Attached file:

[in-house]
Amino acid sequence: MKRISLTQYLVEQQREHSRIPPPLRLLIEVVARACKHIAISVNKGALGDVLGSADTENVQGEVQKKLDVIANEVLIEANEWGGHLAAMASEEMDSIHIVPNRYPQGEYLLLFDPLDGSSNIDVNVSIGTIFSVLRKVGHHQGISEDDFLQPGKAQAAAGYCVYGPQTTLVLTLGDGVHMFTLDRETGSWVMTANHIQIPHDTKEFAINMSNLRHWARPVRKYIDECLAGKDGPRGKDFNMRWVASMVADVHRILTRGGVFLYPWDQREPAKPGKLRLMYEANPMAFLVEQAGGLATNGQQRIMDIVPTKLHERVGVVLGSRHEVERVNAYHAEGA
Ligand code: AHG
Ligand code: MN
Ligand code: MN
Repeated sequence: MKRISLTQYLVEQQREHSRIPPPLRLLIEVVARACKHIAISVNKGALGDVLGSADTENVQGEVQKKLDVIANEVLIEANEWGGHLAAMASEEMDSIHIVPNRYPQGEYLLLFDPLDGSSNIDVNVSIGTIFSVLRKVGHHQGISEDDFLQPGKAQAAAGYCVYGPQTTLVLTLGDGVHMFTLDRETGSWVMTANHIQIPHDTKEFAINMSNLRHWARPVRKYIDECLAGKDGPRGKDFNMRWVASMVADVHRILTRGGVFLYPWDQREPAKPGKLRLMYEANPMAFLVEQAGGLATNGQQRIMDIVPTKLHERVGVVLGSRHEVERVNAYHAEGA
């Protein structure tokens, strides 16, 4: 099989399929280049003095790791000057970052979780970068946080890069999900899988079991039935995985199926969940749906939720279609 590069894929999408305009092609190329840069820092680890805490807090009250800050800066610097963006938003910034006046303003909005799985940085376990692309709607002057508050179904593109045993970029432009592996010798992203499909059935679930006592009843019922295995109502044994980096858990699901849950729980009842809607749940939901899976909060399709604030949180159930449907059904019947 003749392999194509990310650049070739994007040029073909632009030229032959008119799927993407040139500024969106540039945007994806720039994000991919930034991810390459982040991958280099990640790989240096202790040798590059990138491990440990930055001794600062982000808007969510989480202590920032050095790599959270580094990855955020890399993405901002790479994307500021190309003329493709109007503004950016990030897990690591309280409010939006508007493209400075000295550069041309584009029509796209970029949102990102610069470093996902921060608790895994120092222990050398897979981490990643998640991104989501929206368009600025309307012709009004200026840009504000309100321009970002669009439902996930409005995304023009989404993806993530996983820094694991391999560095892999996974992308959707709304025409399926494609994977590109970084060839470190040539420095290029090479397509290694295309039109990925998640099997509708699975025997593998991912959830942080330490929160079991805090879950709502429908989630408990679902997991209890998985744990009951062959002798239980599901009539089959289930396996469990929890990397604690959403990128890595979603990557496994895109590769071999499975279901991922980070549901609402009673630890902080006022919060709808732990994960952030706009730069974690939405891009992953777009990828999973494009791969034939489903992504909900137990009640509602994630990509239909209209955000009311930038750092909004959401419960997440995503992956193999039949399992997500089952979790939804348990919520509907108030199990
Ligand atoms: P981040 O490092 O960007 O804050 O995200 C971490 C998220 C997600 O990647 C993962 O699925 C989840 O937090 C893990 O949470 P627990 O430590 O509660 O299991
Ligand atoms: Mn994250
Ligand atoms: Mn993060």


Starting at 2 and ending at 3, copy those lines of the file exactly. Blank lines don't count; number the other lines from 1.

Amino acid sequence: MKRISLTQYLVEQQREHSRIPPPLRLLIEVVARACKHIAISVNKGALGDVLGSADTENVQGEVQKKLDVIANEVLIEANEWGGHLAAMASEEMDSIHIVPNRYPQGEYLLLFDPLDGSSNIDVNVSIGTIFSVLRKVGHHQGISEDDFLQPGKAQAAAGYCVYGPQTTLVLTLGDGVHMFTLDRETGSWVMTANHIQIPHDTKEFAINMSNLRHWARPVRKYIDECLAGKDGPRGKDFNMRWVASMVADVHRILTRGGVFLYPWDQREPAKPGKLRLMYEANPMAFLVEQAGGLATNGQQRIMDIVPTKLHERVGVVLGSRHEVERVNAYHAEGA
Ligand code: AHG